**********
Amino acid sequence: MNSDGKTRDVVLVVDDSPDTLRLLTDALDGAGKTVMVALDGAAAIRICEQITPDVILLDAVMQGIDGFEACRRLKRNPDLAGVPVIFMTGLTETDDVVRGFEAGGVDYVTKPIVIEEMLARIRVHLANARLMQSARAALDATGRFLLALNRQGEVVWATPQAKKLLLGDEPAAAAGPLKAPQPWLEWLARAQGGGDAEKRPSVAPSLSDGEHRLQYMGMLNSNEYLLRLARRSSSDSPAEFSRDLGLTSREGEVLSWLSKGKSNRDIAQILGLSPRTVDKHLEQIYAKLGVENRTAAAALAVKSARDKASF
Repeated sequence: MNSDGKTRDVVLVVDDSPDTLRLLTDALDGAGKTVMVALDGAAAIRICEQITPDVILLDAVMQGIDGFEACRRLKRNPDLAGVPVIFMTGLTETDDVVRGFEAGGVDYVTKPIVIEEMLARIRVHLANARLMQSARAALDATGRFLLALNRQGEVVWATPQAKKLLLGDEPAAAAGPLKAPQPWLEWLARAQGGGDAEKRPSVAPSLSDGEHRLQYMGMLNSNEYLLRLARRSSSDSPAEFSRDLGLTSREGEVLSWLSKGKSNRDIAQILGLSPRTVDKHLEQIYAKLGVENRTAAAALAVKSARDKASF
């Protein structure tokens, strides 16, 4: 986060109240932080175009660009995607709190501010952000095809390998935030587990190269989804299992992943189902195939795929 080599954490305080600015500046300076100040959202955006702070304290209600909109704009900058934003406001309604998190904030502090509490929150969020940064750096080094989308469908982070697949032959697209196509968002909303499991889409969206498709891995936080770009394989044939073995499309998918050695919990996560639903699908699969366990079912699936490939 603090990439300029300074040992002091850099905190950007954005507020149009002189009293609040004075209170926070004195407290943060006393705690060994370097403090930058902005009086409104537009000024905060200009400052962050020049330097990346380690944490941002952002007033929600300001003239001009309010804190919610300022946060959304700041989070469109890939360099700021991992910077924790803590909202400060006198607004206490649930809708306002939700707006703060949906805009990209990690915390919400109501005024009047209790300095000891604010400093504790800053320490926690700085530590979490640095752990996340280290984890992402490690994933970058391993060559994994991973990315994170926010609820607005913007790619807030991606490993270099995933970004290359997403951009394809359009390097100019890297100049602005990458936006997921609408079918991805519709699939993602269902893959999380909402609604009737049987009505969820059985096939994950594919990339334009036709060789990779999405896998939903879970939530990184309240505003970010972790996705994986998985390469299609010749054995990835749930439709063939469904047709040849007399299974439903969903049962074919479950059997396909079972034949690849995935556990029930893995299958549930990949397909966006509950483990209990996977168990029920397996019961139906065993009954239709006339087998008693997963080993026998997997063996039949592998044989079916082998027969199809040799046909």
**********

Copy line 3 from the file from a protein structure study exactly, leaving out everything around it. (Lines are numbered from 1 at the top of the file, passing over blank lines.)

């Protein structure tokens, strides 16, 4: 986060109240932080175009660009995607709190501010952000095809390998935030587990190269989804299992992943189902195939795929 080599954490305080600015500046300076100040959202955006702070304290209600909109704009900058934003406001309604998190904030502090509490929150969020940064750096080094989308469908982070697949032959697209196509968002909303499991889409969206498709891995936080770009394989044939073995499309998918050695919990996560639903699908699969366990079912699936490939 603090990439300029300074040992002091850099905190950007954005507020149009002189009293609040004075209170926070004195407290943060006393705690060994370097403090930058902005009086409104537009000024905060200009400052962050020049330097990346380690944490941002952002007033929600300001003239001009309010804190919610300022946060959304700041989070469109890939360099700021991992910077924790803590909202400060006198607004206490649930809708306002939700707006703060949906805009990209990690915390919400109501005024009047209790300095000891604010400093504790800053320490926690700085530590979490640095752990996340280290984890992402490690994933970058391993060559994994991973990315994170926010609820607005913007790619807030991606490993270099995933970004290359997403951009394809359009390097100019890297100049602005990458936006997921609408079918991805519709699939993602269902893959999380909402609604009737049987009505969820059985096939994950594919990339334009036709060789990779999405896998939903879970939530990184309240505003970010972790996705994986998985390469299609010749054995990835749930439709063939469904047709040849007399299974439903969903049962074919479950059997396909079972034949690849995935556990029930893995299958549930990949397909966006509950483990209990996977168990029920397996019961139906065993009954239709006339087998008693997963080993026998997997063996039949592998044989079916082998027969199809040799046909």